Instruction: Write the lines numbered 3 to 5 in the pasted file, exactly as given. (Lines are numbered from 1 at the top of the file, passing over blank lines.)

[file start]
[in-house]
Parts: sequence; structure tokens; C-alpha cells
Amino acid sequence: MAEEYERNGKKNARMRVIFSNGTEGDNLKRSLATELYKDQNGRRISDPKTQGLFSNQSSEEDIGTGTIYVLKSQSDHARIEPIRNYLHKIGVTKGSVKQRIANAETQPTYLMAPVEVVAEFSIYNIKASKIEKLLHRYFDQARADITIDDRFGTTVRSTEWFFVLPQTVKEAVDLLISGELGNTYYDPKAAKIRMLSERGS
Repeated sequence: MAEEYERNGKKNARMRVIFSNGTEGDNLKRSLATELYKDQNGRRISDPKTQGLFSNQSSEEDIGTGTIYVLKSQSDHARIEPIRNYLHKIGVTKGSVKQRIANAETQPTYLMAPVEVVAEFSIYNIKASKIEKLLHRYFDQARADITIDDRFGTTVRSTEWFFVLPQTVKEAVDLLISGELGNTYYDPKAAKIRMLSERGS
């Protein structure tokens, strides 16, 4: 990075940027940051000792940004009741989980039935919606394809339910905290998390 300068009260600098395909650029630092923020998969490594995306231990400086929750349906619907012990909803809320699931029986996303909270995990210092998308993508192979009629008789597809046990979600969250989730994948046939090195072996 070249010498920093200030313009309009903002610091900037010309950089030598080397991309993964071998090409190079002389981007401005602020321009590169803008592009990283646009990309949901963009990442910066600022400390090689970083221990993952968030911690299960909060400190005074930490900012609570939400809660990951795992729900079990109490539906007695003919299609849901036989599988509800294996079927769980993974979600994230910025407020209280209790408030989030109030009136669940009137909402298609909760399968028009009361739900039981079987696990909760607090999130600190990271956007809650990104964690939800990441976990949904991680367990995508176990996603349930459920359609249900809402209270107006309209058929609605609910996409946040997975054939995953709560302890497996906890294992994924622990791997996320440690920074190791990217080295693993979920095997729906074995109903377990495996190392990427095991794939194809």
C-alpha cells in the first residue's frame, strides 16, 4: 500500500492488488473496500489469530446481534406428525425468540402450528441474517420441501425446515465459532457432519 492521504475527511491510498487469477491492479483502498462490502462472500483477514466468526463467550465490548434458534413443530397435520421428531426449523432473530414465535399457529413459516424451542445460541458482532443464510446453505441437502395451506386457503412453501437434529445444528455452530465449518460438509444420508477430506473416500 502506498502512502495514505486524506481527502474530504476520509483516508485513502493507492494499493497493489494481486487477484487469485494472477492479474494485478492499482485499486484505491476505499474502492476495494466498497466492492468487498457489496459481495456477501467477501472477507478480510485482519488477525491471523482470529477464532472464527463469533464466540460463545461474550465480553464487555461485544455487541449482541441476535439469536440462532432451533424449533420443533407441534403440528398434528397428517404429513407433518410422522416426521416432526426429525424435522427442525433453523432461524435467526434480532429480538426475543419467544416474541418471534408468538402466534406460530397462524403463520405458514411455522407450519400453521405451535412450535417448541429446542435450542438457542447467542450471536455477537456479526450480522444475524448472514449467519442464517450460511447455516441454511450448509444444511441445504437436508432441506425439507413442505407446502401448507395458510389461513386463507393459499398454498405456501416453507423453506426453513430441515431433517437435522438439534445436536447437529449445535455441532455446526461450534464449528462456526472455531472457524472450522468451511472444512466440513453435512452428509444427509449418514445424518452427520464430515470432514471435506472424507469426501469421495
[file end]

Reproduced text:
Amino acid sequence: MAEEYERNGKKNARMRVIFSNGTEGDNLKRSLATELYKDQNGRRISDPKTQGLFSNQSSEEDIGTGTIYVLKSQSDHARIEPIRNYLHKIGVTKGSVKQRIANAETQPTYLMAPVEVVAEFSIYNIKASKIEKLLHRYFDQARADITIDDRFGTTVRSTEWFFVLPQTVKEAVDLLISGELGNTYYDPKAAKIRMLSERGS
Repeated sequence: MAEEYERNGKKNARMRVIFSNGTEGDNLKRSLATELYKDQNGRRISDPKTQGLFSNQSSEEDIGTGTIYVLKSQSDHARIEPIRNYLHKIGVTKGSVKQRIANAETQPTYLMAPVEVVAEFSIYNIKASKIEKLLHRYFDQARADITIDDRFGTTVRSTEWFFVLPQTVKEAVDLLISGELGNTYYDPKAAKIRMLSERGS
């Protein structure tokens, strides 16, 4: 990075940027940051000792940004009741989980039935919606394809339910905290998390 300068009260600098395909650029630092923020998969490594995306231990400086929750349906619907012990909803809320699931029986996303909270995990210092998308993508192979009629008789597809046990979600969250989730994948046939090195072996 070249010498920093200030313009309009903002610091900037010309950089030598080397991309993964071998090409190079002389981007401005602020321009590169803008592009990283646009990309949901963009990442910066600022400390090689970083221990993952968030911690299960909060400190005074930490900012609570939400809660990951795992729900079990109490539906007695003919299609849901036989599988509800294996079927769980993974979600994230910025407020209280209790408030989030109030009136669940009137909402298609909760399968028009009361739900039981079987696990909760607090999130600190990271956007809650990104964690939800990441976990949904991680367990995508176990996603349930459920359609249900809402209270107006309209058929609605609910996409946040997975054939995953709560302890497996906890294992994924622990791997996320440690920074190791990217080295693993979920095997729906074995109903377990495996190392990427095991794939194809």